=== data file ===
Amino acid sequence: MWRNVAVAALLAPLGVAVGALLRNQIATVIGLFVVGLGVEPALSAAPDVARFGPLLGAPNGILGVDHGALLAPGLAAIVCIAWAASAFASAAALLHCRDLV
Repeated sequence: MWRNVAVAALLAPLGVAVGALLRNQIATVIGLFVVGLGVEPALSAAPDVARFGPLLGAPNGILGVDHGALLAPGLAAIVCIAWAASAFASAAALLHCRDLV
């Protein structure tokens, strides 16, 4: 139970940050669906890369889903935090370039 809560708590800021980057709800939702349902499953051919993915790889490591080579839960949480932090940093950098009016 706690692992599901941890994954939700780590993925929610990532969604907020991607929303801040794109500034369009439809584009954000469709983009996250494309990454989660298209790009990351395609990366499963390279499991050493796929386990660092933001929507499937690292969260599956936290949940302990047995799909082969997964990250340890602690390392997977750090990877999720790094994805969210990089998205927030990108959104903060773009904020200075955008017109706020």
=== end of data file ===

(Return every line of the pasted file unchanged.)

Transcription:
Amino acid sequence: MWRNVAVAALLAPLGVAVGALLRNQIATVIGLFVVGLGVEPALSAAPDVARFGPLLGAPNGILGVDHGALLAPGLAAIVCIAWAASAFASAAALLHCRDLV
Repeated sequence: MWRNVAVAALLAPLGVAVGALLRNQIATVIGLFVVGLGVEPALSAAPDVARFGPLLGAPNGILGVDHGALLAPGLAAIVCIAWAASAFASAAALLHCRDLV
């Protein structure tokens, strides 16, 4: 139970940050669906890369889903935090370039 809560708590800021980057709800939702349902499953051919993915790889490591080579839960949480932090940093950098009016 706690692992599901941890994954939700780590993925929610990532969604907020991607929303801040794109500034369009439809584009954000469709983009996250494309990454989660298209790009990351395609990366499963390279499991050493796929386990660092933001929507499937690292969260599956936290949940302990047995799909082969997964990250340890602690390392997977750090990877999720790094994805969210990089998205927030990108959104903060773009904020200075955008017109706020």